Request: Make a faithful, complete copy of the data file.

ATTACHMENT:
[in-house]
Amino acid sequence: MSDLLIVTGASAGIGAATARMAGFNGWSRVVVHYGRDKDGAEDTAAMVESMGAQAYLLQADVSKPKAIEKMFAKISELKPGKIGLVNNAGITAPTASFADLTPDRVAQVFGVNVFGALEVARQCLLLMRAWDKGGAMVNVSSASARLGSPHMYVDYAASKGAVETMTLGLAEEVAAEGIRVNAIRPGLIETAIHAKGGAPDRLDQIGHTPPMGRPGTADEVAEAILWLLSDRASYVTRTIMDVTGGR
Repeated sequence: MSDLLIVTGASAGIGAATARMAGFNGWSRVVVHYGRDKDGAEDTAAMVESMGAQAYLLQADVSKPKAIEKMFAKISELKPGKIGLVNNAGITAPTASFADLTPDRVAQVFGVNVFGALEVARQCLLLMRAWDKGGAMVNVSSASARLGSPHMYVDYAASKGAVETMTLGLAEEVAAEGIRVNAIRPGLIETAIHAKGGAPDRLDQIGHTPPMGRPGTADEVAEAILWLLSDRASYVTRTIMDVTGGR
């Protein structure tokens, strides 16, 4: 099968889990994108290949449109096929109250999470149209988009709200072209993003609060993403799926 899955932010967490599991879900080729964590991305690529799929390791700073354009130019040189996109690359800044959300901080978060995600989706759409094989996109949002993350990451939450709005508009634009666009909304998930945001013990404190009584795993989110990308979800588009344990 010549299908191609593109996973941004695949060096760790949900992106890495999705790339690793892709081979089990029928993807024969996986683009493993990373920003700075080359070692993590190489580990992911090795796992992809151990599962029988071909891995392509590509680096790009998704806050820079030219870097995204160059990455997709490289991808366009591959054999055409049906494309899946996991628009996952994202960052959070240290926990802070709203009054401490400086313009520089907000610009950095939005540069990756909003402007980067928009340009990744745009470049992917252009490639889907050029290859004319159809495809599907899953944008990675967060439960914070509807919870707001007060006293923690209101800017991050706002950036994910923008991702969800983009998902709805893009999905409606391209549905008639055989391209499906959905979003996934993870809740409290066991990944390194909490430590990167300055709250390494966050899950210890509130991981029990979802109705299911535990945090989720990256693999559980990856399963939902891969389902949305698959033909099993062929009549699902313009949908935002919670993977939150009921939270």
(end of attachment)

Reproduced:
[in-house]
Amino acid sequence: MSDLLIVTGASAGIGAATARMAGFNGWSRVVVHYGRDKDGAEDTAAMVESMGAQAYLLQADVSKPKAIEKMFAKISELKPGKIGLVNNAGITAPTASFADLTPDRVAQVFGVNVFGALEVARQCLLLMRAWDKGGAMVNVSSASARLGSPHMYVDYAASKGAVETMTLGLAEEVAAEGIRVNAIRPGLIETAIHAKGGAPDRLDQIGHTPPMGRPGTADEVAEAILWLLSDRASYVTRTIMDVTGGR
Repeated sequence: MSDLLIVTGASAGIGAATARMAGFNGWSRVVVHYGRDKDGAEDTAAMVESMGAQAYLLQADVSKPKAIEKMFAKISELKPGKIGLVNNAGITAPTASFADLTPDRVAQVFGVNVFGALEVARQCLLLMRAWDKGGAMVNVSSASARLGSPHMYVDYAASKGAVETMTLGLAEEVAAEGIRVNAIRPGLIETAIHAKGGAPDRLDQIGHTPPMGRPGTADEVAEAILWLLSDRASYVTRTIMDVTGGR
């Protein structure tokens, strides 16, 4: 099968889990994108290949449109096929109250999470149209988009709200072209993003609060993403799926 899955932010967490599991879900080729964590991305690529799929390791700073354009130019040189996109690359800044959300901080978060995600989706759409094989996109949002993350990451939450709005508009634009666009909304998930945001013990404190009584795993989110990308979800588009344990 010549299908191609593109996973941004695949060096760790949900992106890495999705790339690793892709081979089990029928993807024969996986683009493993990373920003700075080359070692993590190489580990992911090795796992992809151990599962029988071909891995392509590509680096790009998704806050820079030219870097995204160059990455997709490289991808366009591959054999055409049906494309899946996991628009996952994202960052959070240290926990802070709203009054401490400086313009520089907000610009950095939005540069990756909003402007980067928009340009990744745009470049992917252009490639889907050029290859004319159809495809599907899953944008990675967060439960914070509807919870707001007060006293923690209101800017991050706002950036994910923008991702969800983009998902709805893009999905409606391209549905008639055989391209499906959905979003996934993870809740409290066991990944390194909490430590990167300055709250390494966050899950210890509130991981029990979802109705299911535990945090989720990256693999559980990856399963939902891969389902949305698959033909099993062929009549699902313009949908935002919670993977939150009921939270």